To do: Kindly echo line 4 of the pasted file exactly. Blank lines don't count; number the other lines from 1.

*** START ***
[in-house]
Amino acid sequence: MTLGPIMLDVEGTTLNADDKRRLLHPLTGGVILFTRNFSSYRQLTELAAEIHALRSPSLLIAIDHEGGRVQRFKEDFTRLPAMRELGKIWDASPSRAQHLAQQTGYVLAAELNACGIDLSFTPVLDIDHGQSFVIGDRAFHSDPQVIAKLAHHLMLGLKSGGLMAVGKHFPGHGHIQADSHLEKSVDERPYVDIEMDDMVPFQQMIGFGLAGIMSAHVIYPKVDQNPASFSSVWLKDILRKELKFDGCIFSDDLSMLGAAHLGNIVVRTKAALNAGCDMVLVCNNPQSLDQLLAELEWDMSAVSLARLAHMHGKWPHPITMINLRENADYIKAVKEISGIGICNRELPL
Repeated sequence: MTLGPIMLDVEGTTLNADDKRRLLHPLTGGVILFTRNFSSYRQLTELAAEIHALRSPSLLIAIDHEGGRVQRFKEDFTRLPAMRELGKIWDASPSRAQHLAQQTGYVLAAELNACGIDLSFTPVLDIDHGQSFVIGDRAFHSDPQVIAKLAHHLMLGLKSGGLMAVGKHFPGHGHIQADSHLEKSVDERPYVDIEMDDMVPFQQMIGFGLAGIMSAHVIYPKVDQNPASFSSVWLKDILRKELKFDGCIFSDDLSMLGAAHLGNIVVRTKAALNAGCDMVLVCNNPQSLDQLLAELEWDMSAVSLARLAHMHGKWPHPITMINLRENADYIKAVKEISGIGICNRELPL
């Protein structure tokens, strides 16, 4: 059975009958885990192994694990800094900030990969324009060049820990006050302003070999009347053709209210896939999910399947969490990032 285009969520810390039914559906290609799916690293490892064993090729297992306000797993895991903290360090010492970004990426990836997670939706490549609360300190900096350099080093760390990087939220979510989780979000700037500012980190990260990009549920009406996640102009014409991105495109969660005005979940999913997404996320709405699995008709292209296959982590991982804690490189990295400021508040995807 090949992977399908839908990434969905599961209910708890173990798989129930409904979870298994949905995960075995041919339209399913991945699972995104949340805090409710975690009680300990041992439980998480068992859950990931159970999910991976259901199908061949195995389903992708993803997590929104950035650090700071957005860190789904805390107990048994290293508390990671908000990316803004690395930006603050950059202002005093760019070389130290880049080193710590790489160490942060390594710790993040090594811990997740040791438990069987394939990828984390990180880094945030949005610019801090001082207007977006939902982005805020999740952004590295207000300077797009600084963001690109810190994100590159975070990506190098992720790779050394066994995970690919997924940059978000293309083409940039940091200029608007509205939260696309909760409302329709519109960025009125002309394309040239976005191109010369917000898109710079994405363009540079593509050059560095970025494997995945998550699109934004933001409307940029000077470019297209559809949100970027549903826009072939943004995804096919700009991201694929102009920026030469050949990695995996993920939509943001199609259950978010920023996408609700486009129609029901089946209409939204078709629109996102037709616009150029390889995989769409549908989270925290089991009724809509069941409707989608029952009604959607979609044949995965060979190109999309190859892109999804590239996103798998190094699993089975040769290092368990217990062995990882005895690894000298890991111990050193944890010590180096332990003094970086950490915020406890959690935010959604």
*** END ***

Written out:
């Protein structure tokens, strides 16, 4: 059975009958885990192994694990800094900030990969324009060049820990006050302003070999009347053709209210896939999910399947969490990032 285009969520810390039914559906290609799916690293490892064993090729297992306000797993895991903290360090010492970004990426990836997670939706490549609360300190900096350099080093760390990087939220979510989780979000700037500012980190990260990009549920009406996640102009014409991105495109969660005005979940999913997404996320709405699995008709292209296959982590991982804690490189990295400021508040995807 090949992977399908839908990434969905599961209910708890173990798989129930409904979870298994949905995960075995041919339209399913991945699972995104949340805090409710975690009680300990041992439980998480068992859950990931159970999910991976259901199908061949195995389903992708993803997590929104950035650090700071957005860190789904805390107990048994290293508390990671908000990316803004690395930006603050950059202002005093760019070389130290880049080193710590790489160490942060390594710790993040090594811990997740040791438990069987394939990828984390990180880094945030949005610019801090001082207007977006939902982005805020999740952004590295207000300077797009600084963001690109810190994100590159975070990506190098992720790779050394066994995970690919997924940059978000293309083409940039940091200029608007509205939260696309909760409302329709519109960025009125002309394309040239976005191109010369917000898109710079994405363009540079593509050059560095970025494997995945998550699109934004933001409307940029000077470019297209559809949100970027549903826009072939943004995804096919700009991201694929102009920026030469050949990695995996993920939509943001199609259950978010920023996408609700486009129609029901089946209409939204078709629109996102037709616009150029390889995989769409549908989270925290089991009724809509069941409707989608029952009604959607979609044949995965060979190109999309190859892109999804590239996103798998190094699993089975040769290092368990217990062995990882005895690894000298890991111990050193944890010590180096332990003094970086950490915020406890959690935010959604």